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NASA probe delivers asteroid sample — and moves on

Seven years and 4 billion miles after its launch, NASA’s OSIRIS-REx spacecraft has successfully dropped off a capsule containing a precious sample of one near-Earth asteroid — and is now on course to rendezvous with another one in 2029.

Rocket thrusters built at Aerojet Rocketdyne’s facility in Redmond, Wash., have been guiding the bus-sized probe every step of the way.

Today marked the climax of OSIRIS-REx — which stands for Origins, Spectral Interpretation, Resource Identification and Security-Regolith Explorer. The billion-dollar mission is designed to let scientists examine pristine stuff from a space rock that could shed light on the chemistry of the primordial solar system, and give them a better idea of the resources that could someday be gleaned from asteroids.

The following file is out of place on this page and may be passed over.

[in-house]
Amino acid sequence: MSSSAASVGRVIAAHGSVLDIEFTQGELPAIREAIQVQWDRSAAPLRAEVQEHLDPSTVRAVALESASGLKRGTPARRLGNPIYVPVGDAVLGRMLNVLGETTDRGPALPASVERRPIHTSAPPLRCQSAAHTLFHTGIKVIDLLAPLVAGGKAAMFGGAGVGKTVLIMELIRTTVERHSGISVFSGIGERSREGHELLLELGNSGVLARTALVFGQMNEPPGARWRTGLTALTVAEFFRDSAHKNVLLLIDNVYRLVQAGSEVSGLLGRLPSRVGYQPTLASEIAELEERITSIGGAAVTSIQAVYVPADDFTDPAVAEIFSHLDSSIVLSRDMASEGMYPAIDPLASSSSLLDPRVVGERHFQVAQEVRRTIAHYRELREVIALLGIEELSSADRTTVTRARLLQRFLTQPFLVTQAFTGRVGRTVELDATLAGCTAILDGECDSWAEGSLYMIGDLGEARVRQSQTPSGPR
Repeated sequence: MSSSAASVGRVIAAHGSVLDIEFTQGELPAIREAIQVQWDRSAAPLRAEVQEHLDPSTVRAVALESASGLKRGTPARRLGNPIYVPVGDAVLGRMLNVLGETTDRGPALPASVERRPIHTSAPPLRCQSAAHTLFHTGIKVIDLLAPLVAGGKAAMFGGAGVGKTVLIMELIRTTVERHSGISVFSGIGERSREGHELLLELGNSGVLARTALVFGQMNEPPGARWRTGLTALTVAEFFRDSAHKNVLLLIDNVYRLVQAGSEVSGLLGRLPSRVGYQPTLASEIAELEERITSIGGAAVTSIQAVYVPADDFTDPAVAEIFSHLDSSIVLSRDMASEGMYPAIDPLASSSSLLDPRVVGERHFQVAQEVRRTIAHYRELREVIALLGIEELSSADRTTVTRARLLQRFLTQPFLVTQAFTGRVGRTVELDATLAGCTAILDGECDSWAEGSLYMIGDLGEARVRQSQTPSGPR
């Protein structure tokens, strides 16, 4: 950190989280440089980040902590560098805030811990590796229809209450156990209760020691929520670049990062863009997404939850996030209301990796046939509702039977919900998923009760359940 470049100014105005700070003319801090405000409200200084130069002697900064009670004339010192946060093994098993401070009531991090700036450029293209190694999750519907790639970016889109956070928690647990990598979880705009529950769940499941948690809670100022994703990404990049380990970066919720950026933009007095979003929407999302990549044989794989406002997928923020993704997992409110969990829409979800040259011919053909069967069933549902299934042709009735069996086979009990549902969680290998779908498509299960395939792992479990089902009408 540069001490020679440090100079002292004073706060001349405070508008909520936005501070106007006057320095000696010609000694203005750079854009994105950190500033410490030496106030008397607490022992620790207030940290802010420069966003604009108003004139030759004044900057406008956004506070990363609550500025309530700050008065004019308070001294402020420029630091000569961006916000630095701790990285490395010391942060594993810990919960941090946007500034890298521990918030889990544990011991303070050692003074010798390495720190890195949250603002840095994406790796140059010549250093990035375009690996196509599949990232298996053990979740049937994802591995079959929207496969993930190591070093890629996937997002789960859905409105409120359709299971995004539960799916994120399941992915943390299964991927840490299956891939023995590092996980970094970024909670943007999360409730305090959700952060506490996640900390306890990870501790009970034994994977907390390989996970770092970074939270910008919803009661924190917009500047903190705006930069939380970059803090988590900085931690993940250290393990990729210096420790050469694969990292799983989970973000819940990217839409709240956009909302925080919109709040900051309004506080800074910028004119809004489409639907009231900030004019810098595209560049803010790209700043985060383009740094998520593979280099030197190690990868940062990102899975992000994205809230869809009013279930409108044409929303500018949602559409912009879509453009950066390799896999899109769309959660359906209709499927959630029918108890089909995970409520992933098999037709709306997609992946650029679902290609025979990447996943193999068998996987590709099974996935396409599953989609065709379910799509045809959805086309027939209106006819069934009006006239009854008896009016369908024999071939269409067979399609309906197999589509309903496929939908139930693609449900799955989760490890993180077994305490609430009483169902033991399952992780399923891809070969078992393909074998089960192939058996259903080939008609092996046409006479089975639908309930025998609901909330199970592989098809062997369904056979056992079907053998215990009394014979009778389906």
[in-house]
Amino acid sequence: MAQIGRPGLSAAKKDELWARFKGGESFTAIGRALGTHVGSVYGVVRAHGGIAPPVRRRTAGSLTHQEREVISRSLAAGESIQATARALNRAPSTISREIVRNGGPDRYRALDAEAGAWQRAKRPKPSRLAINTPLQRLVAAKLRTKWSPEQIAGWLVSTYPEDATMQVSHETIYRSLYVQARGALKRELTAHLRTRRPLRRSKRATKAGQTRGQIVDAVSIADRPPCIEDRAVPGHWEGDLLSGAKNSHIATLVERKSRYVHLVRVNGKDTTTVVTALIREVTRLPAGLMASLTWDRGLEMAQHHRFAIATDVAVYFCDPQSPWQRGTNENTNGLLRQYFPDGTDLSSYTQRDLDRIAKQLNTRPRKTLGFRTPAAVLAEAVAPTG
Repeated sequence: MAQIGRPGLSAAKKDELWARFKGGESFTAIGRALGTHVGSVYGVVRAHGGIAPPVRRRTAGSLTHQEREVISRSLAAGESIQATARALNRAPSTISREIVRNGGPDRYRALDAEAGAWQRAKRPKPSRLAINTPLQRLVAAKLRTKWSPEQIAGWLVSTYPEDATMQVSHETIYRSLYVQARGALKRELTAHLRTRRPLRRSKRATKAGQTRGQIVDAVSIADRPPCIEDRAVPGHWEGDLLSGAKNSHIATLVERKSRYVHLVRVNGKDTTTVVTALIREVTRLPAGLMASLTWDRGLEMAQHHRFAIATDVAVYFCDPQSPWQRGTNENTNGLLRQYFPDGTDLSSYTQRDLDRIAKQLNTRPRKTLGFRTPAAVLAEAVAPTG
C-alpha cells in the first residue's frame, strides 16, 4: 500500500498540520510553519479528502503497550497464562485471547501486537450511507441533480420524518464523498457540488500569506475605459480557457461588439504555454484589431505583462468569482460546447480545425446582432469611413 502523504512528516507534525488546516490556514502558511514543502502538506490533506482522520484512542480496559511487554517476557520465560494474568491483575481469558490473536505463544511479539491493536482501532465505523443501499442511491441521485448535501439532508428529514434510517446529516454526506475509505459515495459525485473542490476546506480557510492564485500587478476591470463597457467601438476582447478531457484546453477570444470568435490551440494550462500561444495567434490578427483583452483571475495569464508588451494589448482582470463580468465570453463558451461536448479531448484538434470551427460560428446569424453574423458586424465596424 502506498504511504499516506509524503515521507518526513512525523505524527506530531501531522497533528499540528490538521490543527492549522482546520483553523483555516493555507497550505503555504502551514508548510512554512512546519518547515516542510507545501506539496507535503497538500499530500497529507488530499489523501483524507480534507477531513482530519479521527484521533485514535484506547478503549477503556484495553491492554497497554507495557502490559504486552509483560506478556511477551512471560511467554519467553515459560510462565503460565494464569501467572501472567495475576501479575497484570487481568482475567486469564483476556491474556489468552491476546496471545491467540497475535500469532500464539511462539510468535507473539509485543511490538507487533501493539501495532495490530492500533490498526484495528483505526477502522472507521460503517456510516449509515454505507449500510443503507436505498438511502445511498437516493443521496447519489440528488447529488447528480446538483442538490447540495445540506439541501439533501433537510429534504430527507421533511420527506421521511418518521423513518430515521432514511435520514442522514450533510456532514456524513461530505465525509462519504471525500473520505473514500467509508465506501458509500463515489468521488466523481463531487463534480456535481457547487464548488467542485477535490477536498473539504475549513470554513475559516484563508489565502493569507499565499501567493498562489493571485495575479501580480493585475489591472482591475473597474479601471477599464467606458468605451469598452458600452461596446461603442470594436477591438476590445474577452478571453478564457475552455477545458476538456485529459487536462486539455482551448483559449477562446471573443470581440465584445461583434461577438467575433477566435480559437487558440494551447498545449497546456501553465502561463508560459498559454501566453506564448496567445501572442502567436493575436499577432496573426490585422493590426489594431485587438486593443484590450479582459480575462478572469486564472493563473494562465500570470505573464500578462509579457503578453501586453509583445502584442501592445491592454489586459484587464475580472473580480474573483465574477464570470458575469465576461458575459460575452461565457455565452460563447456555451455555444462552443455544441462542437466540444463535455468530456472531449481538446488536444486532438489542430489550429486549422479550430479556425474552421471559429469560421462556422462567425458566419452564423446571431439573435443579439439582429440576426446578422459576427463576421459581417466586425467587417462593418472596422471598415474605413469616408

By Alan Boyle

Mastermind of Cosmic Log, contributor to GeekWire and Universe Today, author of "The Case for Pluto: How a Little Planet Made a Big Difference," past president of the Council for the Advancement of Science Writing.

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